Wednesday, June 17, 2009

"Caprica" versus "BSG": whose pilot reigns supreme?

Beware: spoilers ahead if you haven't seen "Caprica."

After an enormous brain lapse in which I completely forgot that "Caprica" was out on DVD, I finally watched it the other day and was mightily impressed. It got me thinking about the "BSG" pilot miniseries and ever since, I've been trying to decide which one was better.

It's a difficult call given that we have the entirety of "BSG" to look back on and see how all the pieces of the pilot fit with the plots and characters that eventually evolved from it. The fact, though, that "Caprica" is a sequel of sorts also provides a contextual backdrop that I think permits a comparison or two.

The major difference between the two ventures is, obviously, the action quota. Save for one really big explosion, there's no action in "Caprica." Its main focus is thematic, examining familial ties, morality and really, really poor judgement. There's a lot of that in the "BSG" pilot as well but the character-driven stories didn't really become the show's bread and butter until later in the first season.

The two pilots are similar, though, in their willingness to put potentially unlikeable characters at the forefront. Bill Adama was already an arrogant but admired prick at the beginning of "BSG," Baltar's apocalypse-inducing weasel-ness was already on display and well, then you have Caprica Six offing babies. There weren't really a lot of rah-rah awesome characters to hang your fandom on in that opening episode. The same is certainly true of "Caprica," which focuses on a bitchy but brilliant teen and her father, a defense contractor who really likes himself an awful lot. And then there's Joseph Adama, Bill's father, who's apparently hooked up with the Tauron mafia. There's a chilly mother and a creepy headmistress and oh hey, there'sCigarette-Smoking Man from "The X-Files" who I refuse to believe is ever dead unless I see a signed confession from Krycek.

The two pilots differ, too, on the cheese factor. As much as I love the "BSG" pilot -- and I do, I really, really do -- there is just a hint of cheese here and there, nestled in an otherwise perfect amalgam of drama, space 'splosions and character study. In fact, the whole "so say we all" thing at the end kind of makes me want to crawl under the sofa. I love you, BSG, but if I'd seen another golf clap with swelling music scene, we may have had to break up. The "Caprica" cheese factor is fairly low except, sweet fancy Moses, what the hell was up with those nightclub scenes? Did the producers read over their script and think, "Man, this is a lot of exposition. You know what would really liven it up? Naked lesbian nightclub sex and human sacrifice!" Dudes, seriously, why? There was no purpose to those scenes other than to show that Caprica has naughty people and apparently, their version of "The Sims" is really, really messed up.

The thing that I like most about both pilots, though, is the questions they ask about humanity and religion and family. "Caprica" really pulled me in with its question of what happens when technology reaches a point where anything can happen? Will we, as humans, have the strength or the willingness to hold ourselves back? Or will we, as Daniel Graystone does, do what we want because we want it without a thought toward the consequences? Is it okay to create a Frankenstein's monster version of your daughter -- or Joseph Adama's daughter -- because you want them back and the desire to play god is too strong to ignore? Hubris always has consequences, and this time it's going to be angry enslaved robots.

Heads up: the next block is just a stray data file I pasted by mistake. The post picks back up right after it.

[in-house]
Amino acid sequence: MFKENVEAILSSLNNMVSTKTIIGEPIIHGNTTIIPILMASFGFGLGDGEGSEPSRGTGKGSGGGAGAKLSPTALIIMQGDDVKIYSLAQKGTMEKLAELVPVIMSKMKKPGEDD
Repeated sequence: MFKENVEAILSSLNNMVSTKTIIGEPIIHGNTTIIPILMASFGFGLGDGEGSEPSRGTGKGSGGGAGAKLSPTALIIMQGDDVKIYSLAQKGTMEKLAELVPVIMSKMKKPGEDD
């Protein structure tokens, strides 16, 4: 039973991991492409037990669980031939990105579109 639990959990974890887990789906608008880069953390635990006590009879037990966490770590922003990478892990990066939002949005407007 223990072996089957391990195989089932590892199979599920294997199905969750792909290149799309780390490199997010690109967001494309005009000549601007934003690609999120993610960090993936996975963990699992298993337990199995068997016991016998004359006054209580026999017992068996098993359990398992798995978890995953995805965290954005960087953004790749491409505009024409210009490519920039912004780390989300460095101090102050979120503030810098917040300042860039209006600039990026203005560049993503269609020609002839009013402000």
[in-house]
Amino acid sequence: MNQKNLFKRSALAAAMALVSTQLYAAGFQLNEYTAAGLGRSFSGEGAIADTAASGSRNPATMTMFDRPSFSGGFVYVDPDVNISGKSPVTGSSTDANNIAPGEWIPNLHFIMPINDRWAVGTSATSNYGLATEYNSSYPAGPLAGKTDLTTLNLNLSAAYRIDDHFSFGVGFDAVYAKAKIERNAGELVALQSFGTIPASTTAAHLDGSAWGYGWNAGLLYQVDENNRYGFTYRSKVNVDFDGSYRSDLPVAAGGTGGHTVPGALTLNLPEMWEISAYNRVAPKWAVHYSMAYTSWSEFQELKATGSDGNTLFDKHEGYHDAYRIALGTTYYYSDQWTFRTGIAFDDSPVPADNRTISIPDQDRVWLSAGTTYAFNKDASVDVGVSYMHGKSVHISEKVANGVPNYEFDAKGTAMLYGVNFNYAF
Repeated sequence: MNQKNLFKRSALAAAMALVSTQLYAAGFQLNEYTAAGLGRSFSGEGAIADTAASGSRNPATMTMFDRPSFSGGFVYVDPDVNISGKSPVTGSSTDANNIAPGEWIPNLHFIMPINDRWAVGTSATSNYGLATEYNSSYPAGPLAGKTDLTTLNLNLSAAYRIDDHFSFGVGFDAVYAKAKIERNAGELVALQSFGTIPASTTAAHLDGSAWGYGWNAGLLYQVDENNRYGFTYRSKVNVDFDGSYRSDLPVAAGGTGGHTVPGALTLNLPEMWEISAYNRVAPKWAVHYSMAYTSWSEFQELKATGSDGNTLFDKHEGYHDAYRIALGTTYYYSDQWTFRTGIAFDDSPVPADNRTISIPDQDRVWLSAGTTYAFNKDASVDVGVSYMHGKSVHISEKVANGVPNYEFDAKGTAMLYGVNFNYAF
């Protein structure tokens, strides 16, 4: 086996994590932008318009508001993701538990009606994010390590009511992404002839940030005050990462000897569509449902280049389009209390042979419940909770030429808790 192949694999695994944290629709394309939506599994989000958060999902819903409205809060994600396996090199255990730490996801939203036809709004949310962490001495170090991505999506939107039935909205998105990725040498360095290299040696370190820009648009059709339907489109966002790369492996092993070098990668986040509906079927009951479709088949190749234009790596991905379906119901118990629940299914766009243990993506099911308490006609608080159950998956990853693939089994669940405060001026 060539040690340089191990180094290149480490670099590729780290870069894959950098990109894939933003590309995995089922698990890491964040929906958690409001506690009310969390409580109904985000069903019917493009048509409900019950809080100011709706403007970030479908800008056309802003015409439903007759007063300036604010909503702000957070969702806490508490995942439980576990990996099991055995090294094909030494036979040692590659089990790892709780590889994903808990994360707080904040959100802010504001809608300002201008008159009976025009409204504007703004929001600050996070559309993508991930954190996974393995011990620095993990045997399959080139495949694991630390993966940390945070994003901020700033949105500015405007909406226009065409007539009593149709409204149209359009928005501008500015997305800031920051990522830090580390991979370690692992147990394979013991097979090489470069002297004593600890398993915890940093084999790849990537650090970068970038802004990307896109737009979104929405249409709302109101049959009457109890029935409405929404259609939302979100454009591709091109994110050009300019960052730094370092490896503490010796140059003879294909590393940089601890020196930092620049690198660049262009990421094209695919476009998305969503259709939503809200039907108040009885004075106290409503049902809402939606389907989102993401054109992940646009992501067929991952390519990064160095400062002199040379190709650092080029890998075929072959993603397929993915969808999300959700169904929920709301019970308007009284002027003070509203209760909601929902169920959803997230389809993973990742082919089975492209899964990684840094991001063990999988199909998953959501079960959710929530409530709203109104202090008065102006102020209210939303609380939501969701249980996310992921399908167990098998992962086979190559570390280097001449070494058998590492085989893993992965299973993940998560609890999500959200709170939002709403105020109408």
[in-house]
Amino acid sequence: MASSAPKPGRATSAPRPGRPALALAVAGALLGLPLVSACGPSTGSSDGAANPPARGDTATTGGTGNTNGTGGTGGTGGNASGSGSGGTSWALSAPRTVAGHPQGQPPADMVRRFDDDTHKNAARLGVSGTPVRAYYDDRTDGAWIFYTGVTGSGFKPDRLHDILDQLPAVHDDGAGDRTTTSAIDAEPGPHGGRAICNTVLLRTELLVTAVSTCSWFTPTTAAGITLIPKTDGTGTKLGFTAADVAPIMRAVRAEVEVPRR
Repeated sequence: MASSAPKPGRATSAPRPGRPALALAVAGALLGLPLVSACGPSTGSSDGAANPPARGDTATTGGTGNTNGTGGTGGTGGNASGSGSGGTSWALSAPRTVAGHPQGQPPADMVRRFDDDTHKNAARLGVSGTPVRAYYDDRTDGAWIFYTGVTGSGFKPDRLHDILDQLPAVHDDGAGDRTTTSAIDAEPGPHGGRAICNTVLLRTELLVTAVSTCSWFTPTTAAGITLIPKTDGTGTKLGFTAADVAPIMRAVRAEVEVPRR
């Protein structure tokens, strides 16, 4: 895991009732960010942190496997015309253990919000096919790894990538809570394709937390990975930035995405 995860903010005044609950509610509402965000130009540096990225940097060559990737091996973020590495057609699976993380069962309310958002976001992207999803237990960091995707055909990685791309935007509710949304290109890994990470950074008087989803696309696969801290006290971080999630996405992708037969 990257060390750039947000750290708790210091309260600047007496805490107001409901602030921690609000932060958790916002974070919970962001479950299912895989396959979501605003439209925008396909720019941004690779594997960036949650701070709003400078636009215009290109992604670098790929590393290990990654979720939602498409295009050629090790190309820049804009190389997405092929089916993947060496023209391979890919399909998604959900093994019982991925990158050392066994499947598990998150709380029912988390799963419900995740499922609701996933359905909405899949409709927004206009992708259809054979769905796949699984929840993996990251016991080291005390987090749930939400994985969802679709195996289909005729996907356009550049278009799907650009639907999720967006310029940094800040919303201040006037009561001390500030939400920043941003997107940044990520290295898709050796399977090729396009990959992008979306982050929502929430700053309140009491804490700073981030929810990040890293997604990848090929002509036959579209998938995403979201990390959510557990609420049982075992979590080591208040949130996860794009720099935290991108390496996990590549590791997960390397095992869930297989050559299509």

Before seeing "Caprica," I would have been hard-pressed to believe that any sequel or prequel to "BSG" would have pulled me in as much as the mini-series itself did but I was wrong. To me, "Caprica" was every bit as strong as the best of "Battlestar." In fact, as I was watching it, I couldn't help but think to myself, "This is the way 'Dollhouse' should have affected me when I first saw it. This is how intense that show should have been." Of course, "Caprica" doesn't have the millstone of Eliza Dushku around its neck so it's not a fair comparison.

Overall, "Caprica" and the "Battlestar" pilot finish in a dead-heat for me. I love them both, and I'm really looking forward to seeing how the rest of the "Caprica" story plays out...even if we all already know how it ends.


Your Difficult Husband said...

The only difference I can see between the two is that the "BSG" miniseries made me want to watch the series as opposed to "Caprica" which made me not want to continue watching the series.

Liz said...

I knew you'd say that. ;)

Jen Anderson said...

I wasn't affected by Caprica the way you were at all. I'll tune in and give it a chance, but I'm definitely taking a wait and see attitude.

michelle said...

I found the Caprica pilot interesting, but it didn't leave me unable to wait for the next episode. The BSG pilot (and the first episode) left me jonesing for more. I'll give the series a shot, but I can't say it grabbed me the way it did you.

crone51 said...

I loved the BSG mini series. Cheese and all. I liked the Caprica pilot very much indeed but yeah.... the only reason I was wishing I could watch the rest immediately was because I wanted more info about BSG characters after that finale that was less than satisfying. I actually suspect that deep down inside I believe these people and "almost people" are real and that these are all documentaries.

Liz said...

Wait, they may *not* be real?? :)

Beej said...

I think the BSG pilot wins out for me simply because it was so new and fresh. I was expecting the style, so while the Caprica pilot was exceptional, the low moments (such as the ridiculous nightclub scenes) dragged it a little further down.

I still fully expect to follow the series once it airs, and I have no doubt that it will be stellar.